+1 We are the fringe, perhaps extreme fringe. I can't believe I might actually be in the position to retire early in a few years, although I think the market will play a Lucy with me. Although we weren't frugal, just had two earners for the last 30 years, with only a 3 month interruption of employment, as well as upper middle-class employment with benefits and 401k/403b. That's very fringe.
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Old 04-21-2013, 03:59 PM   #30
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Reading the above posts, a few things come to mind:

- Why does an employer owe one anything? Seems you're free to work under his terms or not. If you do choose to, why complain vs. going elsewhere?
- How does one know what a defined benefit was costing a company/organization to achieve that benefit vs. what a 401/403 plan costs & achieves for you? Where's the parallel experiement? The company invested better than the 401k plans do? How does one know that?
- "reinforces why WE are DIYers". Who is "WE"? Does everyone here think the same?

Thanks.
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Old 04-21-2013, 04:03 PM   #31
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Reading the above posts, a few things come to mind:

- Why does an employer owe one anything? Seems you're free to work under his terms or not. If you do choose to, why complain vs. going elsewhere?
- How does one know what a defined benefit was costing a company/organization to achieve that benefit vs. what a 401/403 plan costs & achieves for you? Where's the parallel experiement? The company invested better than the 401k plans do? How does one know that?
- "reinforces why WE are DIYers". Who is "WE"? Does everyone here think the same?

Thanks.

I think the answers to these questions (well, question two; the rest are existential)are probably on the Employee Benefits Research Institute site, although I've focused more on the employee side and what's relevant to my investments.
Have at it big boy and report back the fruits of your research:
Employee Benefit Research Institute | EBRI
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Old 04-21-2013, 05:39 PM   #32
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My wife's options in her 403-b plan were also terrible. Almost all insurance companies. Luckily, they did offer American Century Funds and while not the best fund family it is pretty good overall and looked like a gold nugget sitting atop a heap of slugs compared to her other choices.

The school system she works for really needs to offer their employees a better range of options.
It seems to be a common problem among school systems that they offer awful choices for 403(b). I want to see all government employee move to the Federal system, where is is a modest pension, and 401(K)/TSP with match, plus social security.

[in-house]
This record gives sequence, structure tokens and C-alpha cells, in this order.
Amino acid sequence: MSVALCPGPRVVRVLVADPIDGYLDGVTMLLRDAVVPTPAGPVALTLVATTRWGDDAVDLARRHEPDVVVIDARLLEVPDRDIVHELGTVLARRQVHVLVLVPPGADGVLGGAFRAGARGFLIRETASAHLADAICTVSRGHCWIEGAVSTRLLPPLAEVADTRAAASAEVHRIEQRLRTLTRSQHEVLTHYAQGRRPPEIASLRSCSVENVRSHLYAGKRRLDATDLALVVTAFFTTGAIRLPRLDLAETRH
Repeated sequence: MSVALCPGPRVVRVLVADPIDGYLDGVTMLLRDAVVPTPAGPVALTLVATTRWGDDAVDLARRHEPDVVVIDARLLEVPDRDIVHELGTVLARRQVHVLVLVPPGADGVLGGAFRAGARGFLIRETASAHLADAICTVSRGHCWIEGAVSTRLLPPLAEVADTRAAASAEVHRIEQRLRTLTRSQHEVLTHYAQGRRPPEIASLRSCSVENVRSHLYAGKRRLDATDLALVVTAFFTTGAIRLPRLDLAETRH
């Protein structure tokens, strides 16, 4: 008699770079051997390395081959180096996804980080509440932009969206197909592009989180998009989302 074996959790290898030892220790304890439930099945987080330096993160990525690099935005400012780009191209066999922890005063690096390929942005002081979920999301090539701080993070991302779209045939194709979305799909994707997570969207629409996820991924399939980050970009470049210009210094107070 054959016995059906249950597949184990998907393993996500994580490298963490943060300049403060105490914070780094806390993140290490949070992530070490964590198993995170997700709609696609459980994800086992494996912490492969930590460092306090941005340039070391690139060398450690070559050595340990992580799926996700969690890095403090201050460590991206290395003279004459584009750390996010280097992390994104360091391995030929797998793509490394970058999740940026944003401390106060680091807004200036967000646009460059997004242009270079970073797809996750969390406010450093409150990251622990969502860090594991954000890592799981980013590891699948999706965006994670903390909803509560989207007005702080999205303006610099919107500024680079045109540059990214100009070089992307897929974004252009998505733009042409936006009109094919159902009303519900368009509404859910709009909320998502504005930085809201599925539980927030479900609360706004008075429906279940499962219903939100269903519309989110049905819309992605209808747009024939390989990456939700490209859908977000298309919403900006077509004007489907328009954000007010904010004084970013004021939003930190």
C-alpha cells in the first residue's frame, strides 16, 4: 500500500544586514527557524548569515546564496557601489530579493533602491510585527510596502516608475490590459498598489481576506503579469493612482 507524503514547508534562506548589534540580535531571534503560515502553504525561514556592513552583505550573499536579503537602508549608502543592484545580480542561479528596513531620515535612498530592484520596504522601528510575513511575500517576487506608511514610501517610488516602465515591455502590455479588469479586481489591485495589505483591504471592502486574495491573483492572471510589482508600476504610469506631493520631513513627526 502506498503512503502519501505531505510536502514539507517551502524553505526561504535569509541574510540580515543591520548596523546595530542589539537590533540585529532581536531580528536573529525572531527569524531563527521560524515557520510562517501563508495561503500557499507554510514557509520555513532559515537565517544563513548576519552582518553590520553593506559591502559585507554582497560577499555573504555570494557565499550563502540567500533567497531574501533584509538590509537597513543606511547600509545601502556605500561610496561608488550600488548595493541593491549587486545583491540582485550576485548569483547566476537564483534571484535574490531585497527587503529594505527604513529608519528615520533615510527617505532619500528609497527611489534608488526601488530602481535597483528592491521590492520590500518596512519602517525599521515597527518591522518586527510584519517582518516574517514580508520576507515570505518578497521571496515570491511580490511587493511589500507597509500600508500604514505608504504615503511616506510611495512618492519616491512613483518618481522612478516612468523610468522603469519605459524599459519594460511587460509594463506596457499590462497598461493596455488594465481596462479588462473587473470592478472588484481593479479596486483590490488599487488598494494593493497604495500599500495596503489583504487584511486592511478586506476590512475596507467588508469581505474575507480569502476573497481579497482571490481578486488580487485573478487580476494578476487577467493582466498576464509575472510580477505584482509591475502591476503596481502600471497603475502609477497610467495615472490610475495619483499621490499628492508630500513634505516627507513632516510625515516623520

It seems me that easiest way of giving teachers a raise is to give them better for 403(b) choices, but for some reason this doesn't seem to happening.
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Old 04-21-2013, 05:44 PM   #33
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Yup. I have no interest in a DB plan.

Just give me a match on my 401k and leave it to me.

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After reading the book "Retirement Heist" I am convinced that the only safe retirement plan for future generations is to get the money up front and invest it oneself.

You can do everything right and end up losing a pension through bankruptcy, merger or corporate maneuvering.

Public employees can see their DB pension lost when legislators choose to pay current bills by not adequately funding the public pension.
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Old 04-21-2013, 05:51 PM   #34
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Well, at the end of the day, the fees are going affect the ultimate payout. Either upfront, by impacting what the benefits are defined at initially, or on the back end, when the benefits can't actually get paid.

Ultimately, there is nothing magical about a DB plan. It's pretty much invested the same way as a person would individually, so those fees are going to reduce the available payout on the returns on what the company and employee contribute to the plan.

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One point I will make... who cares what the fees are in a DB plan... the fees are paid for by the company as the benefits are, by definition, defined... the finance firm can charge $1 per person or $1 mill per person... it does not change the benefit to the employee...